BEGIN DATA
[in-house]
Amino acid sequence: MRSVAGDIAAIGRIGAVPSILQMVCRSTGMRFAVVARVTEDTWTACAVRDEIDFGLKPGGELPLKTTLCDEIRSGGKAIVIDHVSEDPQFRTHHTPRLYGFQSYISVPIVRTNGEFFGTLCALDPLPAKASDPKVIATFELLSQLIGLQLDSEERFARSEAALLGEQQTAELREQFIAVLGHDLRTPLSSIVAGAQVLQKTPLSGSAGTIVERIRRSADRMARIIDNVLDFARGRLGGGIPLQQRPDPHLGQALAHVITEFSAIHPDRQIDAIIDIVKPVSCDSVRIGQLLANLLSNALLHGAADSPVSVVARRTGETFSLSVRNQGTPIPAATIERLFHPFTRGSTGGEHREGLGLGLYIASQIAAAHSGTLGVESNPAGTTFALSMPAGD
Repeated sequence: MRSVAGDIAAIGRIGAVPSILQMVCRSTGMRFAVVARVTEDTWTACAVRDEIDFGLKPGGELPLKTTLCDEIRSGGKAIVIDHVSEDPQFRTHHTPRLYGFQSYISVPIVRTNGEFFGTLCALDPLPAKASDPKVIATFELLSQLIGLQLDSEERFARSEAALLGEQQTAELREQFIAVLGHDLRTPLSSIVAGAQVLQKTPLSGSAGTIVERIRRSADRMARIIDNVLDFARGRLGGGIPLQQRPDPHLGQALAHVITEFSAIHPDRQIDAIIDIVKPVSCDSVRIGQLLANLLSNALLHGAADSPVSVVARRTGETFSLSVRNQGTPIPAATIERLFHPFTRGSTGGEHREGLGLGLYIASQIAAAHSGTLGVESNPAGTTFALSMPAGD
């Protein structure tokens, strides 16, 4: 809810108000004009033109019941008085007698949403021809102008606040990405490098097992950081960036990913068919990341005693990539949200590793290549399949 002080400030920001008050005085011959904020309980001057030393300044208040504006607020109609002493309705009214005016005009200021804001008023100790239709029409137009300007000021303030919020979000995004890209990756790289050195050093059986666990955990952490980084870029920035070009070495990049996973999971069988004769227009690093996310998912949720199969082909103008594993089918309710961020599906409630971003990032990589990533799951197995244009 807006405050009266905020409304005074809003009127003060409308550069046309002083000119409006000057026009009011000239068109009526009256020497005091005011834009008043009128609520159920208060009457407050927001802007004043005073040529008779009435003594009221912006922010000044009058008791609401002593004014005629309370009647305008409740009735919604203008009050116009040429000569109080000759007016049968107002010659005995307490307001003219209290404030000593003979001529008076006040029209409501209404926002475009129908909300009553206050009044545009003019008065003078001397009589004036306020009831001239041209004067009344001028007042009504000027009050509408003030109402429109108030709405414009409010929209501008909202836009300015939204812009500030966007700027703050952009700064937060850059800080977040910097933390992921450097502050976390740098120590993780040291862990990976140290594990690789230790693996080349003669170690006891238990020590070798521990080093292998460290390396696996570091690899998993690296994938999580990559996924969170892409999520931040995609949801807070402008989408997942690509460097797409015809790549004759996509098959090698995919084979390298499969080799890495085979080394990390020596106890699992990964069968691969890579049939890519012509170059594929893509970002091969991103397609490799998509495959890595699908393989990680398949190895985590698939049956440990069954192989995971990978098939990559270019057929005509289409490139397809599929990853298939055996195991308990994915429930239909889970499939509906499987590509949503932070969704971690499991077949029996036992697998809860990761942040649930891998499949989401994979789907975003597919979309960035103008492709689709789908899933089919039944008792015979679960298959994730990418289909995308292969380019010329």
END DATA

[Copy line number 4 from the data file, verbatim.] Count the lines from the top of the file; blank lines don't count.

């Protein structure tokens, strides 16, 4: 809810108000004009033109019941008085007698949403021809102008606040990405490098097992950081960036990913068919990341005693990539949200590793290549399949 002080400030920001008050005085011959904020309980001057030393300044208040504006607020109609002493309705009214005016005009200021804001008023100790239709029409137009300007000021303030919020979000995004890209990756790289050195050093059986666990955990952490980084870029920035070009070495990049996973999971069988004769227009690093996310998912949720199969082909103008594993089918309710961020599906409630971003990032990589990533799951197995244009 807006405050009266905020409304005074809003009127003060409308550069046309002083000119409006000057026009009011000239068109009526009256020497005091005011834009008043009128609520159920208060009457407050927001802007004043005073040529008779009435003594009221912006922010000044009058008791609401002593004014005629309370009647305008409740009735919604203008009050116009040429000569109080000759007016049968107002010659005995307490307001003219209290404030000593003979001529008076006040029209409501209404926002475009129908909300009553206050009044545009003019008065003078001397009589004036306020009831001239041209004067009344001028007042009504000027009050509408003030109402429109108030709405414009409010929209501008909202836009300015939204812009500030966007700027703050952009700064937060850059800080977040910097933390992921450097502050976390740098120590993780040291862990990976140290594990690789230790693996080349003669170690006891238990020590070798521990080093292998460290390396696996570091690899998993690296994938999580990559996924969170892409999520931040995609949801807070402008989408997942690509460097797409015809790549004759996509098959090698995919084979390298499969080799890495085979080394990390020596106890699992990964069968691969890579049939890519012509170059594929893509970002091969991103397609490799998509495959890595699908393989990680398949190895985590698939049956440990069954192989995971990978098939990559270019057929005509289409490139397809599929990853298939055996195991308990994915429930239909889970499939509906499987590509949503932070969704971690499991077949029996036992697998809860990761942040649930891998499949989401994979789907975003597919979309960035103008492709689709789908899933089919039944008792015979679960298959994730990418289909995308292969380019010329």